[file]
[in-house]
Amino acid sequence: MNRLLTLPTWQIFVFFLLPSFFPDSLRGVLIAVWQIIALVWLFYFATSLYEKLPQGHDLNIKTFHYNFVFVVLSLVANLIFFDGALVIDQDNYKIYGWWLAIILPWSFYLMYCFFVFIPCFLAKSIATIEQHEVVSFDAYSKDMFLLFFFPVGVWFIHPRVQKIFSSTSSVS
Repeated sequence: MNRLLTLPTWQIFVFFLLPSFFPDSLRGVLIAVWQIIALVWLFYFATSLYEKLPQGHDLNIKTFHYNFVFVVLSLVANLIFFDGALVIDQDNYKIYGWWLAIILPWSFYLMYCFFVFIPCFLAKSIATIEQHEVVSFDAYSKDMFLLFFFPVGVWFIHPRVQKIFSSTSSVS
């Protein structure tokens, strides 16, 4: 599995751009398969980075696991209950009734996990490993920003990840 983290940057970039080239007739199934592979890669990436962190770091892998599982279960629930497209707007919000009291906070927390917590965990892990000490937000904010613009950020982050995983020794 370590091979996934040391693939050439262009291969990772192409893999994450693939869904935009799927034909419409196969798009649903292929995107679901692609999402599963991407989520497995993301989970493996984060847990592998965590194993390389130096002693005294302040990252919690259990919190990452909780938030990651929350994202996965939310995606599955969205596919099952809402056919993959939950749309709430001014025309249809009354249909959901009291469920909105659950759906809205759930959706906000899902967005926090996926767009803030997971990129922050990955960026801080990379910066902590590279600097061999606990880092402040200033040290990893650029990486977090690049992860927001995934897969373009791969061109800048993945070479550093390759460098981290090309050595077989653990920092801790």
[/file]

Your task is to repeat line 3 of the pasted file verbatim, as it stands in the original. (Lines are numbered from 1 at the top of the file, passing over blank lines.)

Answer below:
Repeated sequence: MNRLLTLPTWQIFVFFLLPSFFPDSLRGVLIAVWQIIALVWLFYFATSLYEKLPQGHDLNIKTFHYNFVFVVLSLVANLIFFDGALVIDQDNYKIYGWWLAIILPWSFYLMYCFFVFIPCFLAKSIATIEQHEVVSFDAYSKDMFLLFFFPVGVWFIHPRVQKIFSSTSSVS